Waiting at the Waiheke ferry terminal on Wednesday, a woman who didn't look a day older than me said to another, "Are you on the gold card?" The other smiled and nodded.

"Good, eh?" said the first. "Use it while you can, I reckon. The Government won't let this go on for long."

The ferry back to Auckland was surprisingly full for a weekday. It was hard to know how many of those on board were aged 65 or more. People in their late 60s these days look, dress, feel and live little differently than they did when they were 10 years younger.

I'm not sure whether to thank modern medicines, anti-smoking campaigns or a nightly glass of good red, but life expectancy has risen before our eyes. When I was a child people died in their 60s. Then, for several decades it was rare that anyone survived their 70s. Now superannuitants are commonly living into their 80s.

Who knows how high it might be by the time I'm eligible for the pension? With my SuperGold Card I might travel free on Auckland ferries for 25 years. Good eh?

No, probably. That woman had a grasp on reality. Most people do.

She doesn't really think the Government will have the gumption to stop paying for her day out any time soon. That is what we say when we feel slightly guilty for getting something on the taxpayers we do not really need and suspect the country cannot afford.

I wonder what it is like to wake up on your 65th birthday and realise you have been transformed overnight from an ordinary taxpayer to a sacred class of society known as senior citizens.

As least that's what you will call it. You won't answer to words like elderly or pensioner, though those will be the terms of the public outcry if there is any threat to your welfare. Headlines such as, "Elderly hit by Govt cuts" are nightmare material in the Beehive.

Suddenly you rank second only to children in the political pecking order. Your benefits are pretty much carved in stone.

I wonder if today's retirees feel particularly strange about this. People aged between 65 and 75 were in their forties in 1984. They were entering their peak earning years when the country's whole economic setting was changed.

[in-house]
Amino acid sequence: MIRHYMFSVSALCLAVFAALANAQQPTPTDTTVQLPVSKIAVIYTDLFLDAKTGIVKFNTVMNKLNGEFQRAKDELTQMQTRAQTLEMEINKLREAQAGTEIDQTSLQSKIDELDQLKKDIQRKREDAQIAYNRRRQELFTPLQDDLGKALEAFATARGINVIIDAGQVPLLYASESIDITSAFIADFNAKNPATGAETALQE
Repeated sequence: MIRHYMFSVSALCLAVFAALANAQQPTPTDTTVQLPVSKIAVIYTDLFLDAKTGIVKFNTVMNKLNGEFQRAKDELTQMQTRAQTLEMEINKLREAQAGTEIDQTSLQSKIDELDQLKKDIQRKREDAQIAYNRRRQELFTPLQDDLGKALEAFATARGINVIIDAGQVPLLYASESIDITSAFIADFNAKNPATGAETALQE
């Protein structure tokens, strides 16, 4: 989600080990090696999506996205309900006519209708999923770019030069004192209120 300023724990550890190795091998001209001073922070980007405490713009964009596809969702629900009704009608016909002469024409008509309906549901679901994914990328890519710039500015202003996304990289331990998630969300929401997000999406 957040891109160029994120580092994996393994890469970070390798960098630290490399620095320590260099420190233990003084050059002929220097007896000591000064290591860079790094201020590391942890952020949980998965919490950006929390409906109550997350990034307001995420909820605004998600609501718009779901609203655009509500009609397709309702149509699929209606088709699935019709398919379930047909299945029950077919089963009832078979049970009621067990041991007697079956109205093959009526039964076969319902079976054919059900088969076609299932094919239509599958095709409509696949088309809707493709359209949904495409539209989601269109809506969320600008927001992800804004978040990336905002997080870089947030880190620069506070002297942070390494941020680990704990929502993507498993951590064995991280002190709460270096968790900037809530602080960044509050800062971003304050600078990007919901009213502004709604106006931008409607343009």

Their parents, then newly retired, had spent their working lives paying tax rates as high as 66c to support a comprehensive welfare state. When the Lange-Douglas Government put a means test on national superannuation I remember Muldoon's former social welfare minister, Venn Young, explaining to me how that single act broke a long-standing social contract.

The only reason that higher-earning people had accepted 66c tax rates for so long, he said, was the promise that they would receive the same pension as everyone else when their time came.

That was 25 years ago now. Today's retired have paid income tax at barely half the rates their parents faced. Antagonism at the broken superannuation promises of both major parties has died. The politician who built a career on it was defeated last year.

The SuperGold Card was his swan-song, one of the prices the previous Government paid for his votes. It waited until the last possible moment, last October, to put free public transport on the card.

Its use is booming naturally. At the present rate of patronage it will probably exceed the $18 million budgeted for it this year but John Key says he will keep it.

When he is talking about borrowing as much as $40 billion over the next few years to offset the global recession, it probably seems churlish to be fretting about needless social gifts inherited from the previous Government.

The active retired do not need free public transport, better-off couples do not need 20 hours' free childcare weekly, students can pay the low interest on their loans, not everyone needs KiwiSaver subsidies.

All were conceived during nine years when the economy was growing, the annual budgets in surplus and the public debt was down at levels that are helping us weather this recession quite well, as the International Monetary Fund was the latest to observe this week.

But slowly, over the past 10 years, politics has been losing the discipline that did most to make the economy as robust as it has been.

When I hear Key contemplating a blow out in public debt that would take it back to pre-Rogernomics levels, I have a terrible sense that a wheel is turning full circle. It is the little, sacred costs of political weakness that add up to a debt that sours an economy.

If Key is still around in eight years to send me a gold card, the recession should be over but the bill could be weighing more heavily on the books. It would be a foolsgold card then.